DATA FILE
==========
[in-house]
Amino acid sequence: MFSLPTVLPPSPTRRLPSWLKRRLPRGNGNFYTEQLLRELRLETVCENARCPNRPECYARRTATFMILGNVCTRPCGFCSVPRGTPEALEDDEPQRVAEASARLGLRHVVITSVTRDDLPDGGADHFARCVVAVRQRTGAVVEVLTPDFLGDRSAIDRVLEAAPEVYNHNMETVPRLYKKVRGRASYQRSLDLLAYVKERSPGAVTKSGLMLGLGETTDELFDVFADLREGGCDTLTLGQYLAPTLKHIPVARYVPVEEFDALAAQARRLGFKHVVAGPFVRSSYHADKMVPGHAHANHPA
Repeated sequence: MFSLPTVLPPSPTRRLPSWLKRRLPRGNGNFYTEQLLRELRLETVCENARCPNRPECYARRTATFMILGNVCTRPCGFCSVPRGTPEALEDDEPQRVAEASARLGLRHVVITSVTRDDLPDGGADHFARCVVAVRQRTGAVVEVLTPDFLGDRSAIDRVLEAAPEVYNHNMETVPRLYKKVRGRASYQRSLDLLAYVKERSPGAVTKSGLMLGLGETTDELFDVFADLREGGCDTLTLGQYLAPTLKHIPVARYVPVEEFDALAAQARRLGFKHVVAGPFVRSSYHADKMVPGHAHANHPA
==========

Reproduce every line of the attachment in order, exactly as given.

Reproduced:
[in-house]
Amino acid sequence: MFSLPTVLPPSPTRRLPSWLKRRLPRGNGNFYTEQLLRELRLETVCENARCPNRPECYARRTATFMILGNVCTRPCGFCSVPRGTPEALEDDEPQRVAEASARLGLRHVVITSVTRDDLPDGGADHFARCVVAVRQRTGAVVEVLTPDFLGDRSAIDRVLEAAPEVYNHNMETVPRLYKKVRGRASYQRSLDLLAYVKERSPGAVTKSGLMLGLGETTDELFDVFADLREGGCDTLTLGQYLAPTLKHIPVARYVPVEEFDALAAQARRLGFKHVVAGPFVRSSYHADKMVPGHAHANHPA
Repeated sequence: MFSLPTVLPPSPTRRLPSWLKRRLPRGNGNFYTEQLLRELRLETVCENARCPNRPECYARRTATFMILGNVCTRPCGFCSVPRGTPEALEDDEPQRVAEASARLGLRHVVITSVTRDDLPDGGADHFARCVVAVRQRTGAVVEVLTPDFLGDRSAIDRVLEAAPEVYNHNMETVPRLYKKVRGRASYQRSLDLLAYVKERSPGAVTKSGLMLGLGETTDELFDVFADLREGGCDTLTLGQYLAPTLKHIPVARYVPVEEFDALAAQARRLGFKHVVAGPFVRSSYHADKMVPGHAHANHPA